Vivacious, Victorian, and very good fun: Ruddigore, Gilbert & Sullivan, Southgate Opera

We tend to think of Victorian society as morally strict, judgemental, and socially tense: and Gilbert and Sullivan’s Ruddigore, while confirming all the above, savagely pokes fun at Victorian ideals of social and moral perfection, pushing stereotypes to extremes in order to satirise the question of private and public goodness from all sorts of different…

Making more monsters: Blood and Ice, Liz Lochhead, Sewell Barn Theatre

“Feminism is like the hoovering: you just have to keep doing it,” once said Liz Lochhead, former Makar (poet laureate) of Scotland; and Lochhead has been true to her word, with a distinguished literary career often featuring feminist icons: Medea, Mary Queen of Scots, and here Mary Godwin, daughter of pioneering thinker Mary Wollstonecraft (author of A…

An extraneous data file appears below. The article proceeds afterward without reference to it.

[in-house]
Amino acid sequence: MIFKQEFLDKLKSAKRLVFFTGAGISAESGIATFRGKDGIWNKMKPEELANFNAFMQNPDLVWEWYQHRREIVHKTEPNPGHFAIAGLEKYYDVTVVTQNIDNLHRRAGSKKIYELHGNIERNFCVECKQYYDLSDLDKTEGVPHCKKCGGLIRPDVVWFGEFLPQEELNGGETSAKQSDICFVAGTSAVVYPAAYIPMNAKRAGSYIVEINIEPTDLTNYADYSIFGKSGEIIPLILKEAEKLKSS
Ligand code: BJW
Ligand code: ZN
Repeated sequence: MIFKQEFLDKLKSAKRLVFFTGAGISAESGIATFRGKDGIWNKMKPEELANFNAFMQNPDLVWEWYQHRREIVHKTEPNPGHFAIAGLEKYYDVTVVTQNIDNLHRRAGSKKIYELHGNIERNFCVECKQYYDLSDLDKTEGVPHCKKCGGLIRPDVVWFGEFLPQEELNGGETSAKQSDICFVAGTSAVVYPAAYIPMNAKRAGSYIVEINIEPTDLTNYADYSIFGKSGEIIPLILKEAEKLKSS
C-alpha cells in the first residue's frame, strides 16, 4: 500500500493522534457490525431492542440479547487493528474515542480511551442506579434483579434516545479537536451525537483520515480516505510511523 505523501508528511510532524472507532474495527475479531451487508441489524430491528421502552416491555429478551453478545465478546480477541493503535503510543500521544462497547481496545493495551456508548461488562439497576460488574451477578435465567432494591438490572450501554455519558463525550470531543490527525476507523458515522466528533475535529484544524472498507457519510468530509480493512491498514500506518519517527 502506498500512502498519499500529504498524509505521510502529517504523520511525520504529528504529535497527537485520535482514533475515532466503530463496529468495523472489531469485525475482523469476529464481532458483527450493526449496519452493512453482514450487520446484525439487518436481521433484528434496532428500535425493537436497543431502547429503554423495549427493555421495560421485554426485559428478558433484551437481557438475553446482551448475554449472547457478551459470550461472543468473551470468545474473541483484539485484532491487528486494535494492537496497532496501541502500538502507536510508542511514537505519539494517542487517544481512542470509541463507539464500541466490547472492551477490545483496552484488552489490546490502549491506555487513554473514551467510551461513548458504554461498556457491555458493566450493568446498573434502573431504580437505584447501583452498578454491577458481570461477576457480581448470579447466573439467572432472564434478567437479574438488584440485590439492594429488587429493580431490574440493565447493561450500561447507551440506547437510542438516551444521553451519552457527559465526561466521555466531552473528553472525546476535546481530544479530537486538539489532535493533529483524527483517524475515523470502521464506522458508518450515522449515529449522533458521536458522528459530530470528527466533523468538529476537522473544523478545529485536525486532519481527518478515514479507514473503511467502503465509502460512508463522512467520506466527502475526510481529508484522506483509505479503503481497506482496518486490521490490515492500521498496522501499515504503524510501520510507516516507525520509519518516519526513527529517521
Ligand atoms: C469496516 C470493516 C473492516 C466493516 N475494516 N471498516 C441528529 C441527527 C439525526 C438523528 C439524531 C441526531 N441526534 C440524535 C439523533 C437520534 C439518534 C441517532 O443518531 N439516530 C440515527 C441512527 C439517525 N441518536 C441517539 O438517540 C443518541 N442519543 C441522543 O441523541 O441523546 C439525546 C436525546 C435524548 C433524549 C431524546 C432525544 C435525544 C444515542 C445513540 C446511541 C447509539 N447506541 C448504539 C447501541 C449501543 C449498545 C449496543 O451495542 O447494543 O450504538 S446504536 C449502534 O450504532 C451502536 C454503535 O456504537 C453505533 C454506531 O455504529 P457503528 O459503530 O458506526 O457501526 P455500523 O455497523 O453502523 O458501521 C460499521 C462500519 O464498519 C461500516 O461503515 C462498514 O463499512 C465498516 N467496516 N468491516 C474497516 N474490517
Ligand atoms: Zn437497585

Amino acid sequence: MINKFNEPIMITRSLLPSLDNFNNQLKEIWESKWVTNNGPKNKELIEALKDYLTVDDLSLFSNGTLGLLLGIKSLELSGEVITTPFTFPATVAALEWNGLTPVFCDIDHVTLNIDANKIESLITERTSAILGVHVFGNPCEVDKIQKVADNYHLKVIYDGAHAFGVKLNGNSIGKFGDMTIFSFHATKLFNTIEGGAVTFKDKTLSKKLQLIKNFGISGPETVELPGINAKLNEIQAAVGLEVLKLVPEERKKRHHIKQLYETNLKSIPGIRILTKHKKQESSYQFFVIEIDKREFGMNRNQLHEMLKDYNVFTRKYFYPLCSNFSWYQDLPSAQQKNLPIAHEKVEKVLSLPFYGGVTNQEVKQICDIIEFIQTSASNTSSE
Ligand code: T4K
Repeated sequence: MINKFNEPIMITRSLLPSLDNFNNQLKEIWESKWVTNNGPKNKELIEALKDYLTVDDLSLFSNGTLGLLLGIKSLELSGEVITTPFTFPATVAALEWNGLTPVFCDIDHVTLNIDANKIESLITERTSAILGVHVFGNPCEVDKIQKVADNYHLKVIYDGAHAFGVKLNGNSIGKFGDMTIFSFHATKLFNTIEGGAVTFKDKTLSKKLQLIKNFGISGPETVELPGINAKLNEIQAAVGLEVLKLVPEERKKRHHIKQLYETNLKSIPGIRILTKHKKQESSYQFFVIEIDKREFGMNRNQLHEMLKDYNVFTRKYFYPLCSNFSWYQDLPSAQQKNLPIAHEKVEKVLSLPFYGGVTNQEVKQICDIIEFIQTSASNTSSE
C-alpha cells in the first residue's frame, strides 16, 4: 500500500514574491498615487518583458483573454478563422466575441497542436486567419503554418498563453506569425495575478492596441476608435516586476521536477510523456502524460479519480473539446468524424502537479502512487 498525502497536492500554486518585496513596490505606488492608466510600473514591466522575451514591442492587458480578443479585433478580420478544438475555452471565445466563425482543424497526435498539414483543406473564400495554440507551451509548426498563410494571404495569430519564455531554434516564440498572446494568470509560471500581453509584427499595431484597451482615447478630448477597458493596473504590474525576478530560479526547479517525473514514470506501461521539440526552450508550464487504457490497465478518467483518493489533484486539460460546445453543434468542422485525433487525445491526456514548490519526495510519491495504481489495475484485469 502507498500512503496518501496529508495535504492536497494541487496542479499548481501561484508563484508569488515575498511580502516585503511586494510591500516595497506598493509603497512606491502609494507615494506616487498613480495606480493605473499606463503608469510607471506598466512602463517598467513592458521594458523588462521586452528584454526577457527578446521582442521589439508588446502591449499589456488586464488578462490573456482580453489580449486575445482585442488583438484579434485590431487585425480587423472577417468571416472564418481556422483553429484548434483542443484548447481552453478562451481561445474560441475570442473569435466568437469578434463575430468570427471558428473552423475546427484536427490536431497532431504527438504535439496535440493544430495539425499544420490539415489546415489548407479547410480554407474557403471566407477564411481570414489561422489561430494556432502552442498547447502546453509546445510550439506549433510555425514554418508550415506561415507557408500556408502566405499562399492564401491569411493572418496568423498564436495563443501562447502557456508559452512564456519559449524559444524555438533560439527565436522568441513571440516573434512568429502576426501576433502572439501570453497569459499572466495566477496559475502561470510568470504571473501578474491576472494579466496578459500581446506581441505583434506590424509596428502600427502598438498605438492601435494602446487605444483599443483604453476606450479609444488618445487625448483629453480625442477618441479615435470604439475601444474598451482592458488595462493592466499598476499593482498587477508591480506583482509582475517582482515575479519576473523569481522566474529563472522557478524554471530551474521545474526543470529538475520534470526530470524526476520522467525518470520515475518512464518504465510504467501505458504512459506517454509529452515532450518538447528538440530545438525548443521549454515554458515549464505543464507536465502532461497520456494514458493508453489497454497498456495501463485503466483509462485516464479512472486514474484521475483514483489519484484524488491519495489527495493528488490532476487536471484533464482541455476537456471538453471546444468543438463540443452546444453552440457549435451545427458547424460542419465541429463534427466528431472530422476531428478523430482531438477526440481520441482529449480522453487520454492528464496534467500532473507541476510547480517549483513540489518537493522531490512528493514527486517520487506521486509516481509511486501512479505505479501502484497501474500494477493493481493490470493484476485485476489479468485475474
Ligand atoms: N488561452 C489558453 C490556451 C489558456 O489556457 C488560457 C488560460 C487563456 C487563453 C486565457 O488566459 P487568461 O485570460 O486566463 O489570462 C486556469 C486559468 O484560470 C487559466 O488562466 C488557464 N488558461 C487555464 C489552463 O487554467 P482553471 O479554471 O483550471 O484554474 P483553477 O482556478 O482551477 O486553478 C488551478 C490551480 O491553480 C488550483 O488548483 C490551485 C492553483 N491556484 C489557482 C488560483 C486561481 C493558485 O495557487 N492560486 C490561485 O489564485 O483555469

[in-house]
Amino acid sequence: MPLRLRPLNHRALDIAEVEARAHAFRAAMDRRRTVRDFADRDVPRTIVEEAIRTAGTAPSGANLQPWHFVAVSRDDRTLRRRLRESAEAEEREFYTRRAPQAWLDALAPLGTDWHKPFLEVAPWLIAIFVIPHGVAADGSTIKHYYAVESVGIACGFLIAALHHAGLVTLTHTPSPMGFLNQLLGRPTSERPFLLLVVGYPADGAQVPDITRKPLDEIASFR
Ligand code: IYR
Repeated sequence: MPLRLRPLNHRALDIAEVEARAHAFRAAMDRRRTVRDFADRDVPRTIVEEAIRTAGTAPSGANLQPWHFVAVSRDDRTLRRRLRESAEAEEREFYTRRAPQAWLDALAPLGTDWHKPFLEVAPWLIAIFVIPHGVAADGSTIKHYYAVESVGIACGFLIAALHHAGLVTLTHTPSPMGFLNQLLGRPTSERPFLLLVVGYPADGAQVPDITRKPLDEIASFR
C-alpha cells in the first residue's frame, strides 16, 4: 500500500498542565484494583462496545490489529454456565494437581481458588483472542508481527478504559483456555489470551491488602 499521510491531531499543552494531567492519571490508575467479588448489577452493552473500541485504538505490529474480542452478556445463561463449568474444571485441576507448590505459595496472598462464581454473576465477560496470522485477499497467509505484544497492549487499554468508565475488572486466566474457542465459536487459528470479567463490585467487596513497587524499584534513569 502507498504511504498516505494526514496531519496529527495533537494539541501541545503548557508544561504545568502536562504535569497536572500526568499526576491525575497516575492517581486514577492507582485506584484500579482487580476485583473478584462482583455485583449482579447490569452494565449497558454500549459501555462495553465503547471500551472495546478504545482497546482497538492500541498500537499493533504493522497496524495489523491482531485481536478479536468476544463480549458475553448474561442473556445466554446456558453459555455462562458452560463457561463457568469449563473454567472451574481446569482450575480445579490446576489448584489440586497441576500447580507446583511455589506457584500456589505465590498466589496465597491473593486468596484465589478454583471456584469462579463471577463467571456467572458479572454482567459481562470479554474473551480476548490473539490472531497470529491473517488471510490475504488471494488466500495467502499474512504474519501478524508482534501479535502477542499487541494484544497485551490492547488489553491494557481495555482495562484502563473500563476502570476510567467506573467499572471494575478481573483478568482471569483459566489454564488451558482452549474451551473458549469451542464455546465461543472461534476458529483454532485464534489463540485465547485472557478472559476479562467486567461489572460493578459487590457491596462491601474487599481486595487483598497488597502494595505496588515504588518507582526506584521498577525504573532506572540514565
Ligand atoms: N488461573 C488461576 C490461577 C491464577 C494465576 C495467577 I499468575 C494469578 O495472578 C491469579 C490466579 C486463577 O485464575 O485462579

The life lesson of sharing: The Selfish Giant

Giant snores reverberate across Westacre Theatre’s wide stage as we settle down for Andy Naylor’s bespoke adaptation of The Selfish Giant, Oscar Wilde’s heartfelt fairytale about selfishness, loneliness and love. Through a translucent screen showing a projection of the Giant’s castle, we can just catch tantalising glimpses of his beautiful garden beyond as the story…

Seriously angry birds: Suddenly Last Summer, Tennessee Williams

Tennessee Williams’ view of humanity, in terms of dead-eyed, disillusioned despair, can give even Ibsen and Thomas Hardy (neither famed for their rosy-tinted outlook) a serious run for their money. Suddenly Last Summer is a horrible story, told by terrible people, about other, even more disgusting people and the revolting things they do to others…